Shrill campaign for assembly poll ends in Punjab and Goa
The high-voltage, calumny- filled campaign for the assembly elections in Punjab and Goa, billed as the first major test of the Modi government's popularity post-demonetisation, ended on Thursday.
The gruelling campaign concluded for all the 117 seats in Punjab and 40 of the tiny coastal state of Goa on Thursday evening ahead of the February 4 single-phase polling in the two states where BJP is in power.
It was for the first time in the recent memory that Congress president Sonia Gandhi, who has not been keeping well, did not go campaigning and the task of spearheading the electioneering was left to her heir apparent and deputy Rahul Gandhi.
Prime Minister Narendra Modi, BJP chief Amit Shah a battery of Union Ministers Including Home Minister Rajnath Singh, Finance Minister Arun Jaitley and Defence Minister Manohar Parrikar plunged into electioneering for BJP and its allies in the two states.
Punjab, where the Shiromani Akali Dal (SAD)-BJP combine has been in power over the last decade, saw bitter exchanges between it and two other major contenders for power–Congress and AAP–over drug menace, corruption and law and order.
Arvind Kejriwal's Aam Aadmi Party is contesting assembly elections in both the states, where BJP and Congress have been traditional political rivals, for the first time and is said to be a potential contender for power.
Apart from the drug menace, the contentious SYL canal issue and sacrilege of holy books of Sikhs were among the major issues flagged by the electoral rivals.
The AAP, which had won four Lok Sabha seats in 2014, has plunged into the contest whole-heartedly with Arvind Kejriwal criss-crossing large parts of the state. It has fielded candidates in all the 117 seats and is expected to fare well.
After initial dithering, Rahul Gandhi declared Patiala royal family scion Amarinder Singh the party's chief ministerial face. Amarinder, 74, has already announced it would be his last election.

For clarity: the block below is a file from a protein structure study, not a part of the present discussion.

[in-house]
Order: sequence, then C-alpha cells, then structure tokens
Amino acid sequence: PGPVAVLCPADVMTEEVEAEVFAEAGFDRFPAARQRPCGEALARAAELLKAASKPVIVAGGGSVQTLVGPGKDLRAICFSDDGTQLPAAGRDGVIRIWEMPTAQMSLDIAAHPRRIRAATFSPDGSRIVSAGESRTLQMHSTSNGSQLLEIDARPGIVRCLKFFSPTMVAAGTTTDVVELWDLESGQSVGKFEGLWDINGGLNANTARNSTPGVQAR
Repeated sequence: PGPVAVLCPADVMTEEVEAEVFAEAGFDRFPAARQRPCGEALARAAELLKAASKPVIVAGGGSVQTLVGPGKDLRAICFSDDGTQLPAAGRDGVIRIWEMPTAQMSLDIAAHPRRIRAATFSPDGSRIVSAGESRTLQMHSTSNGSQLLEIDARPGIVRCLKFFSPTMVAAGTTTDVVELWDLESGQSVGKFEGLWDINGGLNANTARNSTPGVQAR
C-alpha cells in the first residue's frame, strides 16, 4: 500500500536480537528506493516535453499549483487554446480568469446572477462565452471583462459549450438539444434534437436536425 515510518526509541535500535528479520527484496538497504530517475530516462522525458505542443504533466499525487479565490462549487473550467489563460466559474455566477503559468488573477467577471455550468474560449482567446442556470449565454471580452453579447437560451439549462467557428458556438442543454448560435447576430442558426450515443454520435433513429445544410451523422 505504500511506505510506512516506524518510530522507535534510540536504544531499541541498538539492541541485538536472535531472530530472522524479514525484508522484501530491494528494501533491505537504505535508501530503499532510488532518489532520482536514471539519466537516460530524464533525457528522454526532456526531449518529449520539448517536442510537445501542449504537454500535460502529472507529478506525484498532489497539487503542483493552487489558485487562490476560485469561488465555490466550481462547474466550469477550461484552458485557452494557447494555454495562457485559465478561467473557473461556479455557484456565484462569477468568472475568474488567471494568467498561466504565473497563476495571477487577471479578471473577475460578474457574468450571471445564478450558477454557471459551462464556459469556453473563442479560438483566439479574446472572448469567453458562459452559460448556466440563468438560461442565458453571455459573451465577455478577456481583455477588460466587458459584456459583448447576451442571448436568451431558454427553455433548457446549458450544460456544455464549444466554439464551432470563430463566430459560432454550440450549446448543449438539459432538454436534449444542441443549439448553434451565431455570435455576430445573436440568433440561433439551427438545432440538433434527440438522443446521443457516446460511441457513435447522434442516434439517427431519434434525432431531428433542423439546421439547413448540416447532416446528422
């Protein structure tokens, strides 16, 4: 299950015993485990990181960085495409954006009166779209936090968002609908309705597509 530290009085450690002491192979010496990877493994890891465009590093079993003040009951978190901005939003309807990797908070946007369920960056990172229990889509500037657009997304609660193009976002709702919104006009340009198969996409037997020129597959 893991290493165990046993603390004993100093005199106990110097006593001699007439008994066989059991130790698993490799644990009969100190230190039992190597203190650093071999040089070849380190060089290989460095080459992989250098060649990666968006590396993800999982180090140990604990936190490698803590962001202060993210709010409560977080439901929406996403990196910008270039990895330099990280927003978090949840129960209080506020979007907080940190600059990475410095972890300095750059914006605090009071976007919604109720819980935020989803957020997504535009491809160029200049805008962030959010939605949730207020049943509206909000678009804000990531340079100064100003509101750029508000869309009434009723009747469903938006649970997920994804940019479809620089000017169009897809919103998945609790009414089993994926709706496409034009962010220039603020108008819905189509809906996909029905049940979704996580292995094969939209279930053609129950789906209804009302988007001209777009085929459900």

Apart from Modi and Amit Shah, Parrikar extensively campaigned for BJP. Nitin Gadkari, Rajnath Singh and Smriti Irani were among its other star campaigners in Goa.
Kejriwal, too, campaigned in several parts of the state where his party had been doing the ground work for entering the electoral contest for a long time. The contest in Goa, in all probability, will mainly be three-cornered between BJP, Congress and AAP. The new alliance may be able to make it four-cornered in some places.
The BJP is contesting 36 seats and supporting four independents, while Congress has fielded its candidates in 38 seats and is supporting two others, including an independent. AAP nominees are in the fray in 39 seats after the nomination of one of its candidates was rejected.
In Punjab, the death of six people, including children in a car bomb explosion at Maur Mandi in Bathinda has raised the political temperature further with the Akalis and their rivals accusing each other of patronising extremist elements, and warning of a return of terrorism. Tough contest appears on cards for the Lambi seat where Chief Minister Parkash Singh Badal, 89, is crossing swords with state Congress chief and party's CM face Amarinder Singh.
Badal's son and Deputy Chief Minister Sukhbir is contesting Jalalabad against two sitting MPs Ravneet Singh Bittu (Congress), grandson of late chief minister Beant Singh and comedian-turned-politician Bhagwant Mann.
Cricketer-turned-politician Navjot Singh Sidhu, who recently left BJP to join Congress is in the fray for Amritsar East constituency represented in the current assembly by his wife.
In Goa, Chief Minister Laxmikant Parsekar is facing a four-cornered fight in his constituency of Mandrem which he has been representing for last four terms.